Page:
Australia is still the only country in the world where a major agency group has admitted value banks as far as I’m aware, so it’s astonishing how slow the industry bodies like MFA and AANA have been in responding to these issues – taking more than 18-months to issue guidelines, relying on investigations and examples from their US and UK counterparts.  


Transparency has been a watchword now for the last two years and I doubt there’s a client out there who hasn’t asked questions of their media agency. Let’s hope they start to pay reasonable rates so agencies can actually afford to operate transparently going forward.

And 2016 has been the year of diversity.

The lack of gender diversity in the industry isn’t a new phenomenon. Neither is it one the industry has been keen to get a handle on, especially in the creative side.

We’d had a stab at looking at it in 2014 with a series of pieces examining the issues. We were met with crickets in response from the industry, which was disheartening to say the least.

We looked at the 'Mad men' industry in a series in 2014

We looked at the ‘Mad men’ industry in a series in 2014

But sometimes change needs a catalyst. And in terms of the ad industry there are few more effective catalysts than disruptor extraordinaire, Cindy Gallop.

What, to my subsequent chagrin, we’d dismissed as an innocuous FYI from Leo Burnett announcing some new creative hires was flagged to the former agency boss, who tweeted:

Gallop's tweet kicked off a huge debate

Gallop’s tweet kicked off a huge debate

We wrote the story about the tweet, Leos went to ground, and the next week saw the biggest discourse about female representation in the creative industry I’ve seen in Australia.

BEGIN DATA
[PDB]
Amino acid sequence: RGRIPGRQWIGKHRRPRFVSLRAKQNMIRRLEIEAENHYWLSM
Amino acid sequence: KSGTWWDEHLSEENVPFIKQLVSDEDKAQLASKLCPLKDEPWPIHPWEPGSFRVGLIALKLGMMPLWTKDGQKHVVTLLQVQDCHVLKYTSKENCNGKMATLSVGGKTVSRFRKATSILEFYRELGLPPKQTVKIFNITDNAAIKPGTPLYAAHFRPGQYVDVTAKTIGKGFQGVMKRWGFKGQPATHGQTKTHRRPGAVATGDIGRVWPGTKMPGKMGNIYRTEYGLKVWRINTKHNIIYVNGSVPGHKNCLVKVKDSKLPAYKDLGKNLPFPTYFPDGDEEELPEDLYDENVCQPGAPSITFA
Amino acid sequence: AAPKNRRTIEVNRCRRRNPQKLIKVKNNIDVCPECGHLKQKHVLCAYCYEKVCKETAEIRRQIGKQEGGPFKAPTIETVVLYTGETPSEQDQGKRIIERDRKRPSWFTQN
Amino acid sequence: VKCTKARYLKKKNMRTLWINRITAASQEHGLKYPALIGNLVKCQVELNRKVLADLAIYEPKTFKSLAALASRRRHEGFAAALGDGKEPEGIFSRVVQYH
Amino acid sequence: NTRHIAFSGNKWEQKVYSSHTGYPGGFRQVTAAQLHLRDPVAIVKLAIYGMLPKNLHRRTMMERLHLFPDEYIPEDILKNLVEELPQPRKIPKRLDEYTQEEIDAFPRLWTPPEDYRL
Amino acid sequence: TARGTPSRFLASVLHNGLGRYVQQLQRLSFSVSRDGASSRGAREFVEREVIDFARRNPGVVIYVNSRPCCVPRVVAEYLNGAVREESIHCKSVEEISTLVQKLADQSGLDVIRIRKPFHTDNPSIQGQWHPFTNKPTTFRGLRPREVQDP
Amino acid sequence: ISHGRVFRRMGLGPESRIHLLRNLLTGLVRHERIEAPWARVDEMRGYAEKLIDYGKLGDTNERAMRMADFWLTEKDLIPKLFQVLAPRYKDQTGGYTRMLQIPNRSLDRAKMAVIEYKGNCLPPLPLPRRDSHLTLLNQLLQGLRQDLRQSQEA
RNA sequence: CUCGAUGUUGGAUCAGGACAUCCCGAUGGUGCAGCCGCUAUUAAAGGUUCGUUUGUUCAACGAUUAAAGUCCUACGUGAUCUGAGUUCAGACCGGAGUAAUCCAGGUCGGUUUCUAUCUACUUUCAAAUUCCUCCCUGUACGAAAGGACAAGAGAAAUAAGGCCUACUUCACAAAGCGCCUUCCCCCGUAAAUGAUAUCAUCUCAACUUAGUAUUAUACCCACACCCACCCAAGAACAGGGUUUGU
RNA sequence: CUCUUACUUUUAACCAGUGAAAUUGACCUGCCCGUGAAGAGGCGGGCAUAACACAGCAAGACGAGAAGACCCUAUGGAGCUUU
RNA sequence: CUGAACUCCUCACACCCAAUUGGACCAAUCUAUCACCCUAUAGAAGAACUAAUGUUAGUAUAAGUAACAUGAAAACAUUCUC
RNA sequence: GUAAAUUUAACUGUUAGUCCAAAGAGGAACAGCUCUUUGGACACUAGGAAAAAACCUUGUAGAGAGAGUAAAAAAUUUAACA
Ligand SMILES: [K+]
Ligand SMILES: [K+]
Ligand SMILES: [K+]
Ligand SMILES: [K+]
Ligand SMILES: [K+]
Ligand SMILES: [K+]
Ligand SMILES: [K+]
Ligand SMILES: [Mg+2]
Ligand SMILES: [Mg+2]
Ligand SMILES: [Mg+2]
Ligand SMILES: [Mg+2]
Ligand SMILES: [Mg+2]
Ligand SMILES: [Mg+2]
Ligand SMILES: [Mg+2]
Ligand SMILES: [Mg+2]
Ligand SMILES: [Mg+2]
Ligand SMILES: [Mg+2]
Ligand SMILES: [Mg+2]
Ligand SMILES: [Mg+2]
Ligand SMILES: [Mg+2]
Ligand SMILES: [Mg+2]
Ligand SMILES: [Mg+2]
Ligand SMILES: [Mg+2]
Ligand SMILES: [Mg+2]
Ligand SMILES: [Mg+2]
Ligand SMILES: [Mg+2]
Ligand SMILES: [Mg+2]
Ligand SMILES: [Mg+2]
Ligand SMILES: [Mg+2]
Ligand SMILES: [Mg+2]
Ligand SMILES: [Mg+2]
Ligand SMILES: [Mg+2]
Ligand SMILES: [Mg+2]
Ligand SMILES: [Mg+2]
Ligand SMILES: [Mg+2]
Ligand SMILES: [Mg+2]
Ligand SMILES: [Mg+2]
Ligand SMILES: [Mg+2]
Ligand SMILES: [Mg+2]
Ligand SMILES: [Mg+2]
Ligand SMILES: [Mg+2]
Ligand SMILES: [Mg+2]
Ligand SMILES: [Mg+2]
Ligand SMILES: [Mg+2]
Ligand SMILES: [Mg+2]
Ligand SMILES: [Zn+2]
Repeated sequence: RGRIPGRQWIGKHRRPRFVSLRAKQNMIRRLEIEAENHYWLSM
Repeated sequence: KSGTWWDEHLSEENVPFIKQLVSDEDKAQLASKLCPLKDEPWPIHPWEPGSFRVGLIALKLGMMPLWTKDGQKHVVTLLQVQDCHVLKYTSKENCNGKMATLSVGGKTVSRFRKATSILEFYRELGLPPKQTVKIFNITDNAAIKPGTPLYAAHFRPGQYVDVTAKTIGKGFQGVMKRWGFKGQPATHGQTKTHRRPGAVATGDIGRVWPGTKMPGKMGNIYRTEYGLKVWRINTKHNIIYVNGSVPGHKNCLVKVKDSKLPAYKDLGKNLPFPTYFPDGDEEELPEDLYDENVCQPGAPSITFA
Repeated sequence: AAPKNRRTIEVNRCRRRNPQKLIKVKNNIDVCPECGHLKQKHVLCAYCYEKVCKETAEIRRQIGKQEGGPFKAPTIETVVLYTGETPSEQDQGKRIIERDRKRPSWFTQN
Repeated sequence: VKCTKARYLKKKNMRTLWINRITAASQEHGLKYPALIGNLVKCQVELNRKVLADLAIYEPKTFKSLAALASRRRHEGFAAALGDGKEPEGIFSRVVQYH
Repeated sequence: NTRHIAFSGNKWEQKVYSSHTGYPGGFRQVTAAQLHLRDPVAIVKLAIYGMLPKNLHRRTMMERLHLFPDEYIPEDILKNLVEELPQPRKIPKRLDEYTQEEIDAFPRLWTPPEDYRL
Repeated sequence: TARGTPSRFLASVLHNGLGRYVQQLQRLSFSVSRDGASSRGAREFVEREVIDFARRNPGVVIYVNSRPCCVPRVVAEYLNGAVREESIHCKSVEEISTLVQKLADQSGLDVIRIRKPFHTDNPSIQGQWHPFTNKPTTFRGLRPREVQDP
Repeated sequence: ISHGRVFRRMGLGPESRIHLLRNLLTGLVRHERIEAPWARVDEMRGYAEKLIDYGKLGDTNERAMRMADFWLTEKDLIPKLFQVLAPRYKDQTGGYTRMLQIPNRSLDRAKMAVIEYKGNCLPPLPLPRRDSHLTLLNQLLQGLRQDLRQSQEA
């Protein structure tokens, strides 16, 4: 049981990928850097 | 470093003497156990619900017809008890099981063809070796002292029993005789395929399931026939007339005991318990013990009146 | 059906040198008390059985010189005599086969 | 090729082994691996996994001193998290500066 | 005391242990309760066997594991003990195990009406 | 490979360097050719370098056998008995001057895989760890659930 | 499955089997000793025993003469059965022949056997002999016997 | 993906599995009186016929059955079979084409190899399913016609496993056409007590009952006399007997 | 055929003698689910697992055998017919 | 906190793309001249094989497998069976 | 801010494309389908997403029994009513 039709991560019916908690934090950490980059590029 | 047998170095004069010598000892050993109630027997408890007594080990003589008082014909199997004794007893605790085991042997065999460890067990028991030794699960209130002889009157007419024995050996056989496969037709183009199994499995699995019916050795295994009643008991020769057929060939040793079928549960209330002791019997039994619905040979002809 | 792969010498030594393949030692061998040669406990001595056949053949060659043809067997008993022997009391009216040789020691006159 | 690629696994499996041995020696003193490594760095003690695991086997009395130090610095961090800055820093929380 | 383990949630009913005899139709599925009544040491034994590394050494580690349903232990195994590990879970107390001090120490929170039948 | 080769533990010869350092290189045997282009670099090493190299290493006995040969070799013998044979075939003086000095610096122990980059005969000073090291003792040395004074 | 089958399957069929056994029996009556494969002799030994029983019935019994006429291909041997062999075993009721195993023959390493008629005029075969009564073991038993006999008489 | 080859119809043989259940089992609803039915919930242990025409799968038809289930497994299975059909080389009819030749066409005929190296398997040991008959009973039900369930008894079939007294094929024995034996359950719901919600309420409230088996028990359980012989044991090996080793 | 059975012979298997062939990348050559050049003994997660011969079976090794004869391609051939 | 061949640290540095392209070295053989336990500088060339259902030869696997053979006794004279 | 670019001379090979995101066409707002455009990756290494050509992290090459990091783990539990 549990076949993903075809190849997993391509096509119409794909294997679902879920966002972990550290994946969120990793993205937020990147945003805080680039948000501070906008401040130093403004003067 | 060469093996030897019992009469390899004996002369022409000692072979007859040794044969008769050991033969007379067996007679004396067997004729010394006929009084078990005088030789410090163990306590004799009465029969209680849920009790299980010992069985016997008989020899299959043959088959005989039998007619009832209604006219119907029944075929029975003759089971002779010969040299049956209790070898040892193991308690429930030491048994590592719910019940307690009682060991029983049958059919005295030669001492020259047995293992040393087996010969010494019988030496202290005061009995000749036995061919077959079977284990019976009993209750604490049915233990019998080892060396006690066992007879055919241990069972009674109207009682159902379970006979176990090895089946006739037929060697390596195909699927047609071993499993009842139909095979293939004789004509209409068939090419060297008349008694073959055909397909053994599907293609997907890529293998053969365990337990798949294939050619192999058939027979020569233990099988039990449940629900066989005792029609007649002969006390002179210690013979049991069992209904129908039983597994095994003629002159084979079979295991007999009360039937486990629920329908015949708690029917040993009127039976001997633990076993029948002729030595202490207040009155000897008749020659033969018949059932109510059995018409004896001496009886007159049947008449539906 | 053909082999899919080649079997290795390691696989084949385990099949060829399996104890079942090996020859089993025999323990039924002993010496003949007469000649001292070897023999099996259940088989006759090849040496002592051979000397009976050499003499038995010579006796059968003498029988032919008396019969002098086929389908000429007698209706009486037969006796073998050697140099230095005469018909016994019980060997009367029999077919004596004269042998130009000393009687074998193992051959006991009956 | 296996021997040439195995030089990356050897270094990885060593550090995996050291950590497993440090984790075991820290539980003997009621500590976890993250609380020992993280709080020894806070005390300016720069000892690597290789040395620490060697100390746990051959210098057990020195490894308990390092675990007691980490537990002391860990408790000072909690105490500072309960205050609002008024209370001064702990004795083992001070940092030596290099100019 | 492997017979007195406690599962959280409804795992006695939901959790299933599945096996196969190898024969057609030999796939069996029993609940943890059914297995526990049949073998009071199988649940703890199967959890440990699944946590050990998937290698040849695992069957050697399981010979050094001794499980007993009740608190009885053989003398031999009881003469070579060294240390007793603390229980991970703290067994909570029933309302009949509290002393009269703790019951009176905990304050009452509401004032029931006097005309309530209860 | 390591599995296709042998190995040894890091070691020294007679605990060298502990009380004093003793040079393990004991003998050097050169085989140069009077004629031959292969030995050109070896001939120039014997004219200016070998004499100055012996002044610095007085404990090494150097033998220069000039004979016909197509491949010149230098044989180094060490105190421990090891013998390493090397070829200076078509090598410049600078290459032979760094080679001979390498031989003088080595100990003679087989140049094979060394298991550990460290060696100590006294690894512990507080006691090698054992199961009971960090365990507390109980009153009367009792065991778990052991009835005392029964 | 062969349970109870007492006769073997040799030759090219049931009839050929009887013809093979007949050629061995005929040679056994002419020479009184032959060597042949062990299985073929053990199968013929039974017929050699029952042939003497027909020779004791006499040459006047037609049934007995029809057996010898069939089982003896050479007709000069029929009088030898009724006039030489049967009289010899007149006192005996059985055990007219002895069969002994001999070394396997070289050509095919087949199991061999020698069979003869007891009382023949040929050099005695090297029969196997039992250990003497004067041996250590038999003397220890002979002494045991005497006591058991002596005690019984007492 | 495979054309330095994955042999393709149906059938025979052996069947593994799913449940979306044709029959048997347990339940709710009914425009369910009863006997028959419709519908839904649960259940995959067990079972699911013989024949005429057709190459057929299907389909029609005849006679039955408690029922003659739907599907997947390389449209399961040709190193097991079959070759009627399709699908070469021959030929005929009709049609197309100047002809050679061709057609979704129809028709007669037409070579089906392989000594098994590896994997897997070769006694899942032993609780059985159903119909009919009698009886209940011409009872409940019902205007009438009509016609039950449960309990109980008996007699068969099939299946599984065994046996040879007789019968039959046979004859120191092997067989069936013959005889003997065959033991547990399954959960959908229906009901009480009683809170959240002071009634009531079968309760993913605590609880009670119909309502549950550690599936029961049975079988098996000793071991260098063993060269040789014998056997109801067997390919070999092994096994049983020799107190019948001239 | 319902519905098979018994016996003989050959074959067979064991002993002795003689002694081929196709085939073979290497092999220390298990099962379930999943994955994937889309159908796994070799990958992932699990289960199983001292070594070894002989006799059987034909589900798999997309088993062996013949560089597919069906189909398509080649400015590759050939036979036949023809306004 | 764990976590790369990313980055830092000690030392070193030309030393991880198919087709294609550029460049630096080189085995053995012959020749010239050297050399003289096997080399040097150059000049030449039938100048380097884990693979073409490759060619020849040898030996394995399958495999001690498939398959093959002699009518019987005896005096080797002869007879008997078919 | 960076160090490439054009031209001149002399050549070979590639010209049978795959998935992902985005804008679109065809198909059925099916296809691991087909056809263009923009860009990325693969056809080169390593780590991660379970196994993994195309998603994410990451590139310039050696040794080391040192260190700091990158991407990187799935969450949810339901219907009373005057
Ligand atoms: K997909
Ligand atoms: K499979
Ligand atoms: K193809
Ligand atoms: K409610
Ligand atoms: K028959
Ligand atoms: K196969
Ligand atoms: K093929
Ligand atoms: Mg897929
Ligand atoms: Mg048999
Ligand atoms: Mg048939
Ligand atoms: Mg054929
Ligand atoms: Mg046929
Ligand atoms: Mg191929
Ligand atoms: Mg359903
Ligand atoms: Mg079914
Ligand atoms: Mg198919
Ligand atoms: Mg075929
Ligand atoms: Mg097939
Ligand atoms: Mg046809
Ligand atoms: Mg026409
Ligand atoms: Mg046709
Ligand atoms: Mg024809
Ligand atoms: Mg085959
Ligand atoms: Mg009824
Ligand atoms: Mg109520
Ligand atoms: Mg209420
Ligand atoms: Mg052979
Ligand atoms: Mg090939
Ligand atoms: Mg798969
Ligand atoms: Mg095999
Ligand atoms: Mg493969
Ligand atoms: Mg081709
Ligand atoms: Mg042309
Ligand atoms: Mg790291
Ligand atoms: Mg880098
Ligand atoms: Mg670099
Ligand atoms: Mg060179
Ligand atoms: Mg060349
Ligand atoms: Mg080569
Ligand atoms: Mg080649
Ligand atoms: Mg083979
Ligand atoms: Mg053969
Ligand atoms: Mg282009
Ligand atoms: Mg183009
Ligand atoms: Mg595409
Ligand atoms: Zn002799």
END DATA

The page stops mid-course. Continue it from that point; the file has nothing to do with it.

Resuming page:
The issue flared again when we decided to do something unprecedented, take a stand as a publication to call out the ‘entertainment’ at the M&C Saatchi 21st birthday party earlier this year.

It wasn’t a decision we took lightly, we were invited guests at that party, but we took the view that shouldn’t stop us from calling out something we felt was wrong.

Given the reaction we’d seen to previous posts on the equality topic we decided to write the piece as a leader – from the voice of Mumbrella rather than a bylined opinion from one journalist. Instead of setting one person up for the inevitable vitriol and backlash we knew would come, it meant we owned the opinion as a publication, and I’m proud of that.

The backlash was intense, not just in the comment thread but with other publications deciding to step up and take a swing at us rather than address the issues. The irony of one of them now trying to make holier-than-though milage out of the issue is not lost on me, or the refusal to work together on an industry initiative around it.

Since then we’ve kept the conversation going, not least with a formidable keynote from Cindy Gallop at Mumbrella360 in June.


We also added criteria around demonstrating a commitment to diversity to our awards program for the first time, and I was really pleased that far from scaring agencies off it seemed to galvanise the best in them, and we achieved record entry levels.

We also managed to assemble the first gender balanced jury in the process, and are working hard to achieve more representation across all of our events.

This isn’t something we can claim a win in, and neither would I presume to even if we had seen real change. I hope in 30 years I can look at the industry and see a more representative cross-section of the population inside our agencies.

As we’ve said many times before this is not about fairness or giving people a go, it’s about the viability of the industry.

I’ve been really lucky at Mumbrella to work with some of the best journos on the media and marketing beat, not just in Australia but anywhere. Without their hard work, skill and determination none of this coverage of these issues would have been half as robust, thoughtful or extensive. And life would not have been as exciting.

It’s not always made us popular with certain parts of the industry. That’s mainly because some people who should really know better believe the trade press is there to cheerlead the industry, not question it.

But I learned very early on in my career this profession really isn’t about being popular with the cool kids, or writing to serve your contacts.  

By asking the tough questions and pushing issues others are too scared to I believe we’ve managed to maintain the respect of our readers.

And at the end of the day as an editor and a journalist that’s all I’ve ever wanted.

Alex Hayes is stepping down as editor to head up a new division Mumbrella Bespoke. Vivienne Kelly starts as editor on Monday.